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Streaming Review: V/H/S
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Streaming Review: V/H/S

V/H/SV/H/S
Netflix | Amazon | Google Play | iTunes | SEN | Vudu | YouTube
DVD | Blu-ray
Directed by Adam Wingard, David Bruckner, Ti West, Glenn McQuaid, Joe Swanberg
Starring Calvin Reeder, Hannah Fierman, Joe Swanberg, Norma C. Quinones, Helen Rogers, Chad Villella
BloodyDisgusting.com / Magnet Releasing
Originally Released: January 22, 2012

Combining Creepshow with Paranormal Activity, V/H/S is an anthology horror film, comprised of 5 stories and the bumper frame narrative that ties everything together, telling the tales via "found footage" format. The conceptualization is to take a step back and explore the realm of VHS tape, the domain in which horror dominated during the 1980’s, but is more a mish-mash of an assortment of mediums.

Bridging each of the separate tales is an ongoing narrative that ties them together. A number of young men involved in varying criminal activities (some unbelievable) begin filming their escapades, and take on a high paying job to retrieve a VHS tape from a house. While there, they discover the corpse of an old man… and hundreds of tapes. As they search and gather all of the tapes, some of the tapes get played, forming the anthological display of the stories.

The first chapter, entitled Amateur Night, follows three men on a night out "on the prowl" eager for action – during which they meet a young quirky girl called Lily who only says "I like you". As things heat up at the hotel room, Lily begins to reveal her true form. Following this is Second Honeymoon, a condensed story that is less of a horror tale and more of a quirky thriller with a bit of a twist.

Third on the carte du jour is Tuesday the 17th, which takes on board the horribly clichéd "teens in the woods" horror meme, but adds a nice twist of the monster/slasher not being able to be rendered on film. The Sick Thing That Happened To Emily When She Was Younger is an odd but captivating tale, and more creepy weirdness than it is pure horror.

Streaming Review: V/H/S

Wrapping out the tales is 10/31/98, a great haunted house motif, set on Halloween (of course), with some creepy ghost imagery thrown in for good measure. The movie closes out with the conclusion of the ongoing narrative of the criminals breaking into the house.

In essence, V/H/S is an indie horror flick, spearheaded by the awesome horror film website BloodyDisgusting.com. And while it is a flawed film, there are elements to it that do stand out – and let’s face it: this is a horror flick designed for horror fans by horror fans. There’s no chance in hell a film like this will be critically acclaimed by consensus – because it’s NOT for the critics or general movie viewers. This one is for the fans. Period.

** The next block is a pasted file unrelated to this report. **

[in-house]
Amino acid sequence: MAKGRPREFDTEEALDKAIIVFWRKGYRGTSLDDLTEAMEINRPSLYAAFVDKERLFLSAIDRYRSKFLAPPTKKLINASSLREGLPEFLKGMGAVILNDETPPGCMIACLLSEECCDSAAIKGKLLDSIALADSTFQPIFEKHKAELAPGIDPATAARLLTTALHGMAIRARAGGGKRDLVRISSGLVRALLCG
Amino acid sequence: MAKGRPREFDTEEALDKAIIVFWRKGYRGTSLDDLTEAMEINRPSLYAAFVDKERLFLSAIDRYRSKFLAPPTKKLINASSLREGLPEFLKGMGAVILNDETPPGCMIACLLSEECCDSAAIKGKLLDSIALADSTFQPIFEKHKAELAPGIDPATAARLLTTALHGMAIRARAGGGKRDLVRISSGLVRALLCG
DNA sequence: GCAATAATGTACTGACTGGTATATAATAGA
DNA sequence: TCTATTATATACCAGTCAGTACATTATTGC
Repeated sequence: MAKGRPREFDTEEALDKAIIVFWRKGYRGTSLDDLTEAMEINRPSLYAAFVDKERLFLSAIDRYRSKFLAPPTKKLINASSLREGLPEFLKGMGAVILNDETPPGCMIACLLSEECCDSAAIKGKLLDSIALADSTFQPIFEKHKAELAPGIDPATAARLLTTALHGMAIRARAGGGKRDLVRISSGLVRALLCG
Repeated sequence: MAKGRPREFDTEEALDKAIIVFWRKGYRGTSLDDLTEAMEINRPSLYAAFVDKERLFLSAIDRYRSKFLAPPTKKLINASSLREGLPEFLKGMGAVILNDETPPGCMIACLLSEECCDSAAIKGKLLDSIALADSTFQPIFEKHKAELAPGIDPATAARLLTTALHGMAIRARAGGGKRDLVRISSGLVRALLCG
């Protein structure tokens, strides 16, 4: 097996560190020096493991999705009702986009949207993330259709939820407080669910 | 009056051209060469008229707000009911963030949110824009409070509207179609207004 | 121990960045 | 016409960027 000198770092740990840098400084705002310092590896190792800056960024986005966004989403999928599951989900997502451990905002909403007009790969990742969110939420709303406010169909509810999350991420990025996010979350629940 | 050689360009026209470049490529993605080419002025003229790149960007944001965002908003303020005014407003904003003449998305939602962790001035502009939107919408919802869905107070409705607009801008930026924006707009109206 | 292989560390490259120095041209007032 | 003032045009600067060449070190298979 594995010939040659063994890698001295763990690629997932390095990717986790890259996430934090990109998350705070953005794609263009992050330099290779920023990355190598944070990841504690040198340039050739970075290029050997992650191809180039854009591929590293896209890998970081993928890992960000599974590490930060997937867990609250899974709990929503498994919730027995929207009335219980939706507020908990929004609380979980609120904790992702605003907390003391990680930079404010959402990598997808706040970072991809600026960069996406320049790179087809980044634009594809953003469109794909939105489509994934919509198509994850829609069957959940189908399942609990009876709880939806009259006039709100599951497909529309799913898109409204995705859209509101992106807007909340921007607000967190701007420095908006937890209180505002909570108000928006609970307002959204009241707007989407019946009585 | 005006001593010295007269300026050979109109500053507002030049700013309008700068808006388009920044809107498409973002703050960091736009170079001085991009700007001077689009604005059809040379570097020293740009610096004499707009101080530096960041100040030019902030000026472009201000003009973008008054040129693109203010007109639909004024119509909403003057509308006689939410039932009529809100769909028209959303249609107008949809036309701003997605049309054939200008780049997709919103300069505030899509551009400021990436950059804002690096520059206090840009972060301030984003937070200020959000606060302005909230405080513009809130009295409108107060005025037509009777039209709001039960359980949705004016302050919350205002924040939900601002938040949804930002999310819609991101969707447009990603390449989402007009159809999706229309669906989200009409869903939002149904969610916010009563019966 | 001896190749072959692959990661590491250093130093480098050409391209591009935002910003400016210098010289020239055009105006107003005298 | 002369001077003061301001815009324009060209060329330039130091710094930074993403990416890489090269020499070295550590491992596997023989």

Having said that, the low-budget indie film suffers with some bad performances, though a few stand out. Lily from the first story is phenomenal, with some of the most memorable acting and appearances I’ve seen in a horror movie in a long time. She embodies the creepiness and will capture your attention. Lily makes the movie, as far as I’m concerned, and I would love to see more movies featuring Hannah Fierman, the actress who portrays her.

For many, the found-footage panache is a little overplayed, but with V/H/S, it seems to work well. The concept appears to work better with horror movies, probably because of how well The Blair Witch Project established the form in the Nineties. The pacing is good, the editing is fair, and the varying qualities of film add an element of realness to it. The entire film is a tip of the hat to things like The Twilight Zone and [REC] – forcing the anthology lay out to mix with the found footage style.

V/H/S

There is one logic inconsistency with the concept of the film – the whole focus is on finding VHS tapes; and yet, the media varies from story to story. One is a hidden camera, another webcam footage, and others digital cameras. While it’s a bit of a nitpicky issue, some will find issue with this element, though I think most horror fans would be willing to overlook this.

There’s also a feeling that the overall product just isn’t firing on all cylinders. The concept of turning found footage movies into a horror anthology is, quite truthfully, genius – and yet the final product feels lacking on a few levels. It’s hard to isolate singular examples of this, but it could be mainly due to budget restrictions. Either way, it opens up a door for further prospects, and I’m looking forward to seeing what V/H/S/2 has to offer, as well as any further installments in the series.

Hardcore horror fans will enjoy V/H/S, with its nice balance of frights with gore (some brutal!!), and thriller-style suspense with weird creepiness. It’s a dark movie, so fans will dig it, though I believe average movie viewers might find the experience to be mediocre. Make no mistake; this one is made for the horror fans.

Overall Rating: 3 out of 5
Overall Rating for Horror Fans: 4 out of 5

Trailer

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